Sabella praised Abbas for mentioning Gaza specifically in his speech at the U.N., in effect sending a message to Gazans and others that he was there as their representative to also speak about their pain.
The U.N. vote was also significant in that it indicates an international interest in supporting a "pragmatic Palestinian leadership," Sabella said. "The international community is saying something that everyone is seeing, which is (the need for) a two-state solution, and Israel is refusing to see that."
Catholic News Service
VATICAN CITY — The Vatican praised a United Nations vote making Palestine a non-member observer state but called for full recognition of Palestinian sovereignty as necessary for peace in the region.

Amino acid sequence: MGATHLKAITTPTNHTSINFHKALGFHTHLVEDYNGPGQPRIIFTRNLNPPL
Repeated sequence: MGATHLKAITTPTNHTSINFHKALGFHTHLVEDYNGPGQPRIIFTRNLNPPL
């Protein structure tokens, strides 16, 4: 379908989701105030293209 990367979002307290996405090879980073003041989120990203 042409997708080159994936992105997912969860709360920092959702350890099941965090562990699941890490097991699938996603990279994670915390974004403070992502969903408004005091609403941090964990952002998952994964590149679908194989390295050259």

One hundred thirty-eight member states voted Nov. 29 to boost Palestine's status from "entity" to "non-member state" — the same status held by the Holy See -- in an implicit recognition of Palestinian sovereignty. Israel, the United States and Canada were among the nine states that voted against the motion. Forty-one countries abstained.
The vote reflects the "sentiment of the majority of the international community" in favor of a "more significant presence to Palestinians within the United Nations," the Vatican said in a written statement Nov. 29.
But Palestine's enhanced status at the U.N. "does not constitute, per se, a sufficient solution to the existing problems in the region," the Vatican said. Such a solution would require "effective commitment to building peace and stability, in justice and in the respect for legitimate aspirations, both of the Israelis and of the Palestinians," it said.